# Homework Help: Integral containing 1/(a+b*x+c*sqrt(d-x^2))^2

1. Jan 11, 2013

### Wu Xiaobin

Thank you so much if anyone can solve this integral to obtain its individual marginal PDF.

The joint probability density function shows as follows:
$f(\xi_1,\xi_2)=\frac{1-\eta_1^2-\eta_2^2-\eta_3^2}{4\pi}[\frac{1}{(1-\eta_1\xi_1-\eta_2\xi_2-\eta_3\sqrt{1-\xi_1^2-\xi_2^2})^2}+\frac{1}{(1-\eta_1\xi_1-\eta_2\xi_2+\eta_3\sqrt{1-\xi_1^2-\xi_2^2})^2}]$
with the domain of integration $0\leq(\xi_1^2+\xi_2^2\leq1)$

And I want to integrate the above joint probability density function to obtain $f(\xi_1)$

2. Jan 11, 2013

### haruspex

Writing the denominators as (A-Bx±C√(D2-x2))2, I believe the integrand reduces to $\frac{f+g}{\left(f-g\right)^2}$ where f = (A-Bx)2 and g = C2(D2-x2). Maybe you can usefully expand that with partial fractions.

3. Jan 11, 2013

### Wu Xiaobin

4. Jan 11, 2013

### Wu Xiaobin

Could you please give some more hint. I am confused about using partial fractions.

5. Jan 11, 2013

### haruspex

In what I posted before, f and g are quadratics in x. So f-g is a quadratic; suppose it has roots α, β. Then we have $\frac{f+g}{(x-\alpha)^2(x-\beta)^2}$. It should be possible to write this as a sum of fractions in which the numerators are all constants and the denominators are (x-α), (x-α)2, (x-β), (x-β)2. To find the numerators, just fill them in as four unknowns, equate the sum to the original integrand, multiply out, then collect up terms according to the powers of x. That should produce four equations, one for each power of x.

6. Jan 12, 2013

### Ray Vickson

You have
$$f = c\left[ \frac{1}{A - \sqrt{B}}+ \frac{1}{A + \sqrt{B}} \right],$$
where A = linear and B = quadratic in $(\xi_1,\xi_2)$ . Adding the fractions gives
$$f = c \frac{2A}{A^2 - B} = \frac{\text{linear}}{\text{quadratic}},$$
whose indefinite $\xi_2$ integration is do-able in terms of log and arctan functions.

7. Jan 12, 2013

### Wu Xiaobin

However when I work it out in Mathematica, the root appears rather complicated. Two of the roots are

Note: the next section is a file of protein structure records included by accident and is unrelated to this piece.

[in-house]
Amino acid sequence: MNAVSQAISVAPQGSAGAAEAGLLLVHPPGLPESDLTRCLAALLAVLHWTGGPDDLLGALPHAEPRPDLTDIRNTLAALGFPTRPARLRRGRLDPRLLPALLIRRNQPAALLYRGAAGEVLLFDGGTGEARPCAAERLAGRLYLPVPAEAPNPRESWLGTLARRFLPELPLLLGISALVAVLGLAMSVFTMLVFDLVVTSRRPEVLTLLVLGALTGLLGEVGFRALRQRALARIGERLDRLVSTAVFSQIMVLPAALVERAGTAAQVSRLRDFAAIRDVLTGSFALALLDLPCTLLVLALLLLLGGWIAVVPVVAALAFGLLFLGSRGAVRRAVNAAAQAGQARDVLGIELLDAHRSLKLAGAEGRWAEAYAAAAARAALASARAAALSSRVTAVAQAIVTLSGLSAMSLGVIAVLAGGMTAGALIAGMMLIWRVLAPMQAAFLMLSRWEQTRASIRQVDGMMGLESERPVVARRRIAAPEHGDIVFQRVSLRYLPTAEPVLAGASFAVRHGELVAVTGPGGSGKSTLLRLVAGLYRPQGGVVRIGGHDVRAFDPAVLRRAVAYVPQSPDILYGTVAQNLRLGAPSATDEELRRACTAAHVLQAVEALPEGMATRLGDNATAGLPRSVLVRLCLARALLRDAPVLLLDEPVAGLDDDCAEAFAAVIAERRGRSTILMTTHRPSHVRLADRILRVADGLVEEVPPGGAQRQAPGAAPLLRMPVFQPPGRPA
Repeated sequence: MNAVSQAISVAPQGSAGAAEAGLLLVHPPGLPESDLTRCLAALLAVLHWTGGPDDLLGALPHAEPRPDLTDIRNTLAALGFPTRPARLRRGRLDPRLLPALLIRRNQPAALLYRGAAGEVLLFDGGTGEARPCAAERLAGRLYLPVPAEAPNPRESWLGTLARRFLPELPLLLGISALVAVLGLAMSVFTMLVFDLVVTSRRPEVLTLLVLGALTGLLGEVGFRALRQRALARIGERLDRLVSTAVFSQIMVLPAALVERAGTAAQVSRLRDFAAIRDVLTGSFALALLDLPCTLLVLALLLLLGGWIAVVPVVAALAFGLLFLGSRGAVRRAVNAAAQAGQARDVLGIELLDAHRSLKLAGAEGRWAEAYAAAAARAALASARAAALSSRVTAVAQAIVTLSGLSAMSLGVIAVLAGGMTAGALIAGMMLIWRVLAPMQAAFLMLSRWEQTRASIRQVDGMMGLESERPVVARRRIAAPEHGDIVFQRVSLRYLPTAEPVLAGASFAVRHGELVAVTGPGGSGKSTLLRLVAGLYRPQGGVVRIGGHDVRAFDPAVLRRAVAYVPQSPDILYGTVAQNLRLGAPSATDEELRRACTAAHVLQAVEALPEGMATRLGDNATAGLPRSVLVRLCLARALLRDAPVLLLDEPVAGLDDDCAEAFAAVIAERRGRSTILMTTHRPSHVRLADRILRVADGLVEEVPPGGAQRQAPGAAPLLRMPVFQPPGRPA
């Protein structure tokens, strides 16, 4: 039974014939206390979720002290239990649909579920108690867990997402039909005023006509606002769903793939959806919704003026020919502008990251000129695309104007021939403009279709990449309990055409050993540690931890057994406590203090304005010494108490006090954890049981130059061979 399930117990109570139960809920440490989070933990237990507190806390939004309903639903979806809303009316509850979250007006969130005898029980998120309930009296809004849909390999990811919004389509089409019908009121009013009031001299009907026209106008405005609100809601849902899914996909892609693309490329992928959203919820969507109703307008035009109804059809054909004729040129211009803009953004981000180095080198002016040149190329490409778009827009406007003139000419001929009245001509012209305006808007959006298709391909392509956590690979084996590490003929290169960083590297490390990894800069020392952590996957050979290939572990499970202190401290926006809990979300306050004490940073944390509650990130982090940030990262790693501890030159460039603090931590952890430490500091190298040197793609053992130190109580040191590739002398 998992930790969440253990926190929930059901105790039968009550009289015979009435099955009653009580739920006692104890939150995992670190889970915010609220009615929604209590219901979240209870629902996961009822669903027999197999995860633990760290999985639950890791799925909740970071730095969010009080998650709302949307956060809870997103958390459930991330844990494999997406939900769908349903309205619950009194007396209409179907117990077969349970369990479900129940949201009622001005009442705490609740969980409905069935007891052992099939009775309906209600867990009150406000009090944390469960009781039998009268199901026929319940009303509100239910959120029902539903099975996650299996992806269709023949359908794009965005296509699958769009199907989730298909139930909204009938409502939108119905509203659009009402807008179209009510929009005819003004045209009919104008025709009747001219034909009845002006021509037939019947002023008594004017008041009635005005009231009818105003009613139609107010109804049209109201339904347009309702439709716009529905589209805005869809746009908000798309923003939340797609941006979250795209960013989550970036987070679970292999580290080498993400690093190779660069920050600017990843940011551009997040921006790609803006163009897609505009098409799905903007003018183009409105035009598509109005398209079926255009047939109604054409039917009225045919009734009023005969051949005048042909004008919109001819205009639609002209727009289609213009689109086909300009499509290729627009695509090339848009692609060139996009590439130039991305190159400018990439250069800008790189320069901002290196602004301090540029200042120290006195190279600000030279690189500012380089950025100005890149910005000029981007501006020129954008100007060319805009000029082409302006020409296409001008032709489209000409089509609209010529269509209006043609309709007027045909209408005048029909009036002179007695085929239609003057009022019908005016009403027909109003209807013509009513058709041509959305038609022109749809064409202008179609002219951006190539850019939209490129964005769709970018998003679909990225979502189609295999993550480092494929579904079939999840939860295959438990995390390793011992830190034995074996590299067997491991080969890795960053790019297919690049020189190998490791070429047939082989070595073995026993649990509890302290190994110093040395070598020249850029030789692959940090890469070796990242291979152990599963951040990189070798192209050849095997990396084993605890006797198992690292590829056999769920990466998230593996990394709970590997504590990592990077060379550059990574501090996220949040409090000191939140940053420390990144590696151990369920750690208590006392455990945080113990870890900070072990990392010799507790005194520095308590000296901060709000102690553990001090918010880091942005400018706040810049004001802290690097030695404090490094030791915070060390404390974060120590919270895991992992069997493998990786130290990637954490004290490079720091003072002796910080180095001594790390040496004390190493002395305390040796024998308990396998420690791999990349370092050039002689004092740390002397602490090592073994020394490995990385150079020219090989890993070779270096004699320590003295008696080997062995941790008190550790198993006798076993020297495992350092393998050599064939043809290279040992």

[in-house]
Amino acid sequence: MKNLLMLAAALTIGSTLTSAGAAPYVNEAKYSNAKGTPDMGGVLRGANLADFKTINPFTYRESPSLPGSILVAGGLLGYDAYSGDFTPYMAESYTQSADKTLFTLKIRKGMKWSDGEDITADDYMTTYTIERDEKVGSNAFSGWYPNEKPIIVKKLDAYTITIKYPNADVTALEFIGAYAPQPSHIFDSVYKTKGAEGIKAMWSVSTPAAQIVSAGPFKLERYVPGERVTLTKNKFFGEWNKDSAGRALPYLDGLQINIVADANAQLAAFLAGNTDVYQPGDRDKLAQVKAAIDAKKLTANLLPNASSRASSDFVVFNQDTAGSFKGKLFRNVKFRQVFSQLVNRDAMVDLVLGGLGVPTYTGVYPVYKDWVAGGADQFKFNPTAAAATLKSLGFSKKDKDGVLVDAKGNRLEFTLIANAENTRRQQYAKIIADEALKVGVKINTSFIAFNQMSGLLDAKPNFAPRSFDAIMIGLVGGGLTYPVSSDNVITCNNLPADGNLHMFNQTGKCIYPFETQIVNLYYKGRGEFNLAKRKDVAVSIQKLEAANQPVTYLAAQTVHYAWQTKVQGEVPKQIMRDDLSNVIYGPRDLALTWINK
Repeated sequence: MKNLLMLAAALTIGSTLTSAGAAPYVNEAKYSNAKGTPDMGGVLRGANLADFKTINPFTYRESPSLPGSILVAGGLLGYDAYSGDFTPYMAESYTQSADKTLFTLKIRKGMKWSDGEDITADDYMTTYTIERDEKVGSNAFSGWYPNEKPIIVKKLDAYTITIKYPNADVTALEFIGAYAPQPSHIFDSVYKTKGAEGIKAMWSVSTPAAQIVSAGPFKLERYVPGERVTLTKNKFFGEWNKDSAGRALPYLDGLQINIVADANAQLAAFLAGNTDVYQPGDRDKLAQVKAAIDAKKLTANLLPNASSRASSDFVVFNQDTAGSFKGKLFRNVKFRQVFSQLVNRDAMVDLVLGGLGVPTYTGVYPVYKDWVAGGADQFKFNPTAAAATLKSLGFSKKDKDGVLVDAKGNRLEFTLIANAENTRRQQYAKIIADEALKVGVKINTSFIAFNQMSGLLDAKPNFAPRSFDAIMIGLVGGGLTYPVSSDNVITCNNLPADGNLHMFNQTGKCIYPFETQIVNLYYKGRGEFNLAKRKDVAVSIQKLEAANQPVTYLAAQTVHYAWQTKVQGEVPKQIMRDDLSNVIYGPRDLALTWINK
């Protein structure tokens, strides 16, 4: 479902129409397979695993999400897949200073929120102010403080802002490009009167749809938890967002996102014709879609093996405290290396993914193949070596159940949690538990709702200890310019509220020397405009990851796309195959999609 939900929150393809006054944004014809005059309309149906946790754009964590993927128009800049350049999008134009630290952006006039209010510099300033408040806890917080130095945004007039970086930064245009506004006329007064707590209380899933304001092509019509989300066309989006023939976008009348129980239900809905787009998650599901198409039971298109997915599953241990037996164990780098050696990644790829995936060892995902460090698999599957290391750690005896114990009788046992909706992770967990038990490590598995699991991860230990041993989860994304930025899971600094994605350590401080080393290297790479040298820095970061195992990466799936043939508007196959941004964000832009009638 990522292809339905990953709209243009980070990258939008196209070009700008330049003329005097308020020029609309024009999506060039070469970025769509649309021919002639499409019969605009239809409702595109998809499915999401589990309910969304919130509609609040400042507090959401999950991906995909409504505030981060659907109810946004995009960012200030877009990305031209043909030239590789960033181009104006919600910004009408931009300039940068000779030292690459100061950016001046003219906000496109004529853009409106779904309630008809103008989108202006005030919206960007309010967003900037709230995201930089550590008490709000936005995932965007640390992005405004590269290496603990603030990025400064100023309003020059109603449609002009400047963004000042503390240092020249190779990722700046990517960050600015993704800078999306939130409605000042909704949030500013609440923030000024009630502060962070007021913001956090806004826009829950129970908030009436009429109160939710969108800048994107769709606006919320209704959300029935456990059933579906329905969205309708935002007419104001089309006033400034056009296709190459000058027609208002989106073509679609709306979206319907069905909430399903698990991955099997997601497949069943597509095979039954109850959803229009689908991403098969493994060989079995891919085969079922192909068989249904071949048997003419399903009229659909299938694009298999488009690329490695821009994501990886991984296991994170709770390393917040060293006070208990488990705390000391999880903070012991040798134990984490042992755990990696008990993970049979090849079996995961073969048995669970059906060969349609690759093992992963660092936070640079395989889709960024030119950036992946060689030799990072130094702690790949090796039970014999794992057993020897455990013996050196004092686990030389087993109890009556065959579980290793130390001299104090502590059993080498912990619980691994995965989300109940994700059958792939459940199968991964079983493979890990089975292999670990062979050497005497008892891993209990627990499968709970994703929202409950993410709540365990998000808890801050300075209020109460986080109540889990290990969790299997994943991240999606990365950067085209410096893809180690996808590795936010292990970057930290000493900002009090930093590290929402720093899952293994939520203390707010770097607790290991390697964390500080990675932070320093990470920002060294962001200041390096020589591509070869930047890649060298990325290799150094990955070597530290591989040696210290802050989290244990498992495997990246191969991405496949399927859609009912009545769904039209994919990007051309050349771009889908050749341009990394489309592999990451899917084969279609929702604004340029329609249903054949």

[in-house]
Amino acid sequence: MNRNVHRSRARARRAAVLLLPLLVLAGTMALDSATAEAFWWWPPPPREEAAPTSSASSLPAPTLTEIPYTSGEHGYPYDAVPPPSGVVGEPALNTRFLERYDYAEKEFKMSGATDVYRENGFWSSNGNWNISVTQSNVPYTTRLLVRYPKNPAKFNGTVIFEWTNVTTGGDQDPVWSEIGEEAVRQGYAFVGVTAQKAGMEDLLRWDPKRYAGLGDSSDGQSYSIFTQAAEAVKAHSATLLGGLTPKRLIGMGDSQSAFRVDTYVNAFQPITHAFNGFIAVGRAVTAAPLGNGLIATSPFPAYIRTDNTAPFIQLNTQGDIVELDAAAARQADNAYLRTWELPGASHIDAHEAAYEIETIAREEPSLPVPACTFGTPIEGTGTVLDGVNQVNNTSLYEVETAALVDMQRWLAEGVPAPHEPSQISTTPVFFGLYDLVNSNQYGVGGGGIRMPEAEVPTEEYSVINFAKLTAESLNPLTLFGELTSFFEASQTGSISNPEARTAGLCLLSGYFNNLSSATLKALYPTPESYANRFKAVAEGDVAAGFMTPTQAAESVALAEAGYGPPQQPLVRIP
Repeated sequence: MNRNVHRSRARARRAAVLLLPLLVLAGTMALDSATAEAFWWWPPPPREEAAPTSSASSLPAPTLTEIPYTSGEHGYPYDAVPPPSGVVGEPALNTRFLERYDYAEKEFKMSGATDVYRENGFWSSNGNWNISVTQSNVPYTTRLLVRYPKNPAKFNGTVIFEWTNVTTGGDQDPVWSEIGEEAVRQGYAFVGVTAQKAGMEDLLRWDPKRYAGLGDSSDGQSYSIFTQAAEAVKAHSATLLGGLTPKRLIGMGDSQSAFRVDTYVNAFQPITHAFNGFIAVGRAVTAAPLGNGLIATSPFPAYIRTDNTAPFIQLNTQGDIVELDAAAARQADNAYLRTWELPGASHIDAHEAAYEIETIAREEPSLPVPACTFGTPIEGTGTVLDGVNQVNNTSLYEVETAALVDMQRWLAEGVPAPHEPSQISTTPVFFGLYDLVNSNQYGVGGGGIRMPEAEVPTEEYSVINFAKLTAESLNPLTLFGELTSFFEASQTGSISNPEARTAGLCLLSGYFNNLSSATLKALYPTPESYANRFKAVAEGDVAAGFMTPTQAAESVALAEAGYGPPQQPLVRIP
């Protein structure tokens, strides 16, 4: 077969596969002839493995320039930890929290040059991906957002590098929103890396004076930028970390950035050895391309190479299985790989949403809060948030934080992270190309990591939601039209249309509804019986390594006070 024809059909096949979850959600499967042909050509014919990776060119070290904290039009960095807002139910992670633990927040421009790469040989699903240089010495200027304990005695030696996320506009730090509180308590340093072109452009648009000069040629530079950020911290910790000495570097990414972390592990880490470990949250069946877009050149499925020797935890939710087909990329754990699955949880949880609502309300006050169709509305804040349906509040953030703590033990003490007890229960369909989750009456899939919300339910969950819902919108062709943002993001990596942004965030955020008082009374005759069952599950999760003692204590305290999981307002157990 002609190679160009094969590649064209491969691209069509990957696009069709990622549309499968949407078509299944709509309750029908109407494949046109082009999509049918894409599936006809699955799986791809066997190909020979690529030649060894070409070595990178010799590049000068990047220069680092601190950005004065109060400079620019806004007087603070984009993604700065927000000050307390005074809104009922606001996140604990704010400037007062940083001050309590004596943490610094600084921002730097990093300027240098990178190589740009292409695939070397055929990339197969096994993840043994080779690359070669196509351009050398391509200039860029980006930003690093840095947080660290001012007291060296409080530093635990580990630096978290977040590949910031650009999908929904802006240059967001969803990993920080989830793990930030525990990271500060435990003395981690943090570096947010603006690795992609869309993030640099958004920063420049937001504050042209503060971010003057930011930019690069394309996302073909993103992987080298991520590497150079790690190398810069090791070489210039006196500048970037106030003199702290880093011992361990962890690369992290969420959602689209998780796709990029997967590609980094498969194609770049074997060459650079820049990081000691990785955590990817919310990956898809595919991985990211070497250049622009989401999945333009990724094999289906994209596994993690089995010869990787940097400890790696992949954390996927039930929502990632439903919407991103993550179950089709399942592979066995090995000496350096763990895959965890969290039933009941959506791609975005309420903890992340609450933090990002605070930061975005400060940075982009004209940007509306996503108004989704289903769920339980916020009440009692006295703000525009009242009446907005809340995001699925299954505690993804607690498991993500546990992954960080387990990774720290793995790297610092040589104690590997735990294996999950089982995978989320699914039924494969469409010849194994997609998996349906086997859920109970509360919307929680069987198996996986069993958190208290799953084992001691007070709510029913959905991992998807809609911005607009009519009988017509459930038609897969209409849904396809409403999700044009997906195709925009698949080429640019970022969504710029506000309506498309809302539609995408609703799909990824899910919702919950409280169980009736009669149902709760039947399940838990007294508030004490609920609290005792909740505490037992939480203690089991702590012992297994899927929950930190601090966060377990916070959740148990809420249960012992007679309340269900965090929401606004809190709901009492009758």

$\alpha,\beta=\frac{\eta_2-\xi_1\eta_1\eta_2\pm\sqrt{-\eta_3^2(1-2\xi_1\eta_1-\eta_2^2-\eta_3^2+\xi_1^2(\eta_1^2+\eta_2^2+\eta_3^2))}}{\eta_{2}^{2}+\eta_3^2}$

It appears to be it would be rather complex to derive the four fractions.

8. Jan 12, 2013

### Wu Xiaobin

Excuse me. I wonder you may neglect the square in the integral?

9. Jan 12, 2013

### Wu Xiaobin

I got the result as follows, but I still can't work it out.
I hope if anyone could help.
$f(\xi_1)=\frac{(1-\eta_1\xi_1)(1-\eta_1^2-\eta_2^2-\eta_3^2)}{2[(1-\eta_1\xi_1)^2-(\eta_2^2+\eta_3^2)(1-\xi_1^2)]^{3/2}}$
where the domain of integration is $-1\leq \xi_1\leq 1$

10. Jan 12, 2013

### haruspex

By suitable change of variable, you should be able to get that into the form $\frac{\left(x+A\right)dx}{\left(x^2+B^2\right)^{3/2}}$. The x term in the numerator is easy: 2x.dx =d(x2), allowing direct integration. That leaves $\frac{dx}{\left(x^2+B^2\right)^{3/2}}$. Put x = Btan(θ).

11. Jan 12, 2013

### Wu Xiaobin

I put the result $f(\xi_1)$ here but I am not able to obtain $f(\xi_1)$.
The question is I can't obtain $f(\xi_1)$ from integrating $f(\xi_1,\xi_2)$ with respect to $\xi_2$

I found it too difficult to obtain the partial fractions and it's hard to integrate to obtain $f(\xi)$ in the form I put.

12. Jan 12, 2013

### haruspex

Oh, ok, I misunderstood your previous post.
Can you just keep the roots as α, β and finish the integration, then substitute in at the end? You might find there's a lot of cancellation, e.g. you can easily substitute for α+β.

13. Jan 12, 2013

### Wu Xiaobin

But how can I use $\alpha,\beta$ without taking its real form into consideration. Just as I put in the previous message, it has quite complicate form.

I am not very good at it, could you show me just how to use $\alpha,\beta$ to obtain the partial fraction. Of course I will solve the integration my self. Please tell me how to carry on.

14. Jan 12, 2013

### Ray Vickson

Sorry: I did not see the "square".

15. Jan 12, 2013

### Ray Vickson

You can write
$$\frac{1}{(x - \alpha)(x-\beta)} = \frac{c_1}{x-\alpha} + \frac{c_2}{x-\beta},$$ where $c_1, \, c_2$ are easily expressible in terms of $\alpha, \, \beta$. Thus,
$$\left[ \frac{1}{(x - \alpha)(x-\beta)} \right]^2 = \left[ \frac{c_1}{x-\alpha} + \frac{c_2}{x-\beta} \right]^2,$$
which involves $1/(x - \alpha)^2, \; 1/(x - \beta)^2$ and $1/[(x-\alpha)(x-\beta)]$. Re-write the latter again in terms of just $1/(x-\alpha)$ and $1/(x-\beta)$. In the end you will have a function of the form
$$f = \frac{a_1}{x-\alpha} + \frac{b_1}{(x - \alpha)^2} + \frac{a_2}{x - \beta} + \frac{b_2}{(x - \beta)^2} + c + px + qx^2,$$
where $x = \xi_2$ and the coefficients $a_i, b_i , c, p, q$ and $\alpha, \, \beta$ are all functions of $\xi_1$. You can then do the integral.

Using this method to compute
$$f(\xi_1) = \int_{-\sqrt{1-\xi_1^2}}^{\sqrt{1-\xi_1^2}} f(\xi_1,\xi_2) \, d \xi_2,$$
Maple gives an answer that takes between 25 and 26 pages to display when everything is written out in terms of the $\eta_i.$ So, the final result is long and messy.

Last edited: Jan 12, 2013
16. Jan 12, 2013

### haruspex

Yet, if I understand Wu Xiaobin's post, the answer is supposed to be as in post #9.

17. Jan 12, 2013

### Ray Vickson